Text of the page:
A lot of people in this circumstance find a need to 'vent' to find a way to get rid of their anxiety.   They might see the way I handle it as bottling it up or worse they may perceive that my lake of 'venting' implies that I don't care.  That would be the furthest thing from the truth.  Just as I see too much 'venting' as unproductive, stressful and a waste of energy, they might view the relative silence on my part incorrectly and even showing a lack of concern.   My environment and my circumstances shaped me a certain way, not necessarily right or wrong.  Others' shapes them a different way, not necessarily right or wrong.  

I have known people addicted to the bottle and/or drugs, people who have no exposure to either of that in their life may see those people as 'irresponsible' or 'not caring enough' or just some variation of being a 'bad person'.   Yes, there are some people who are sociopaths (or psychopaths) who really don't care about others and will do whatever they want just to 'feel good' and don't care who it affects or who is hurt in the process.  But, with a background that included CSA (childhood sexual abuse), family dysfunction (stemming from at least my grandparents, if not further) and seeing similar issues in others, I know that people do things to try to escape the pain of their traumas, often times not understanding the risk when they start it.  With a relatively healthy childhood and circumstance, this may be hard to full appreciate.   This doesn't mean you accept or condone destructive behavior, but what it does mean is you just classify those who engage in it as selfish, non-caring, narcissist, or sociopath's without knowing the road they've traveled.

I grew up lower-middle/working class.  So, when I hear about a young man or women from a rich and prestigious who are throwing their life away, I can't necessarily relate.  Many assume that if they just have means, life would be totally better and relatively problem free.  However, imagine you grow up in a family with means, but with it you have so much expected of you.   You are expected to join the family practice, business, or become a doctor/lawyer/etc.   You are expected at all times to be on perfect behavior because your name is prominent in the community.   You have all kinds of people who wish to be your 'friend' and you don't really know if it is because they find you interesting or believe that doing so could help them get ahead.   Imagine, you are a person who is not cut out for this, imagine the pressures to succeed put on you by your 'family name' by your family and society, imagine the pressure they put on you to do what they think you should do and not what you necessarily want to, imagine wondering if people are your friends for what they think being such might help them.  Beyond that, we don't always know what demons might hide behind family portrait.  So, I try to listen to their story before I go to the "POOR RICH SPOILED KID" mantra.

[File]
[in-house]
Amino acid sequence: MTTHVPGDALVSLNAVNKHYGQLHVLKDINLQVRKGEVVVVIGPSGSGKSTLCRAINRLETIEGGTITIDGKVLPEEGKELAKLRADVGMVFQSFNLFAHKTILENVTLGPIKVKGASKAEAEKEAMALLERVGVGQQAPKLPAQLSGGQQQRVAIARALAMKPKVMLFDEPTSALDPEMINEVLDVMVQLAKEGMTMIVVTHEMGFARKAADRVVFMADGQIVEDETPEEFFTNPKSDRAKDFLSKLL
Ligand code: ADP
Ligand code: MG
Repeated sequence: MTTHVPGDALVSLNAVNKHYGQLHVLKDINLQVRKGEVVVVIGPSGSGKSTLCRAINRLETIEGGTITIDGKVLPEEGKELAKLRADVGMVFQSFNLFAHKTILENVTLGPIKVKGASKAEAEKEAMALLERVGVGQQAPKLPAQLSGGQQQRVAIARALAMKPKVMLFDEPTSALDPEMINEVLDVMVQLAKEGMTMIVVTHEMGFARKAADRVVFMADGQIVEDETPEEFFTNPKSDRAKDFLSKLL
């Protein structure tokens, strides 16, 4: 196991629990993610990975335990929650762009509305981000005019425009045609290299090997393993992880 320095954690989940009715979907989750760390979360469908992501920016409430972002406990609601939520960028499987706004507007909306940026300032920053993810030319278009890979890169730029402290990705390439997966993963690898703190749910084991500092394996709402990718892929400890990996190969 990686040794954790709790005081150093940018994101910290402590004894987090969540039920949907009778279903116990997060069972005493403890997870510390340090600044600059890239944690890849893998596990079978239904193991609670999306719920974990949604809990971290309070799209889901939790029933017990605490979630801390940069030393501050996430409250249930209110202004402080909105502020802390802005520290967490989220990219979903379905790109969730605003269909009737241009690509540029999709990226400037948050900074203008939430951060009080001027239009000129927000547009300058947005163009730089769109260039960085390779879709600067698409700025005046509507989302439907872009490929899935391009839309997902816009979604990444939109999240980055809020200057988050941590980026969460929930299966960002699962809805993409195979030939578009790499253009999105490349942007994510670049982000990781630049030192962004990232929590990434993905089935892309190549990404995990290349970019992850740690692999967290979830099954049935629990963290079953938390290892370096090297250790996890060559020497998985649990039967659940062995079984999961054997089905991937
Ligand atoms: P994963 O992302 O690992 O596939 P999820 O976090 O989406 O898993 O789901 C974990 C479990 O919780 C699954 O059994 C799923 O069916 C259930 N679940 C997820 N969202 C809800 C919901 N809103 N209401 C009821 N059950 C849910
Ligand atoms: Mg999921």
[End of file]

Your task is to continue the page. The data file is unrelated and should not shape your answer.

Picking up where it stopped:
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Our life experiences are helpful to us in understanding other people and their circumstances.  However, we have to be careful not to let them limit us in understanding others, their thoughts, their ways.   Specifically, if we are not careful, we can actually get to a place where we judge others' thoughts and ways as ridiculous, invalid or illegitimate.  Unless we are completely insulated in our own cocoon or echo chamber, we are likely going to find people whose life experiences and/or individual circumstances have led them to thinking, believing, responding and/or behaving in a way different to us.  The point is we may not completely understand them, but if they are important to us, we will accept them even when while we are still working on understanding them.  Just like we wouldn't want them to put them into a box of 'their understanding' of us based on their experiences, we should not put them in a box based on 'our understanding' based on our own experiences.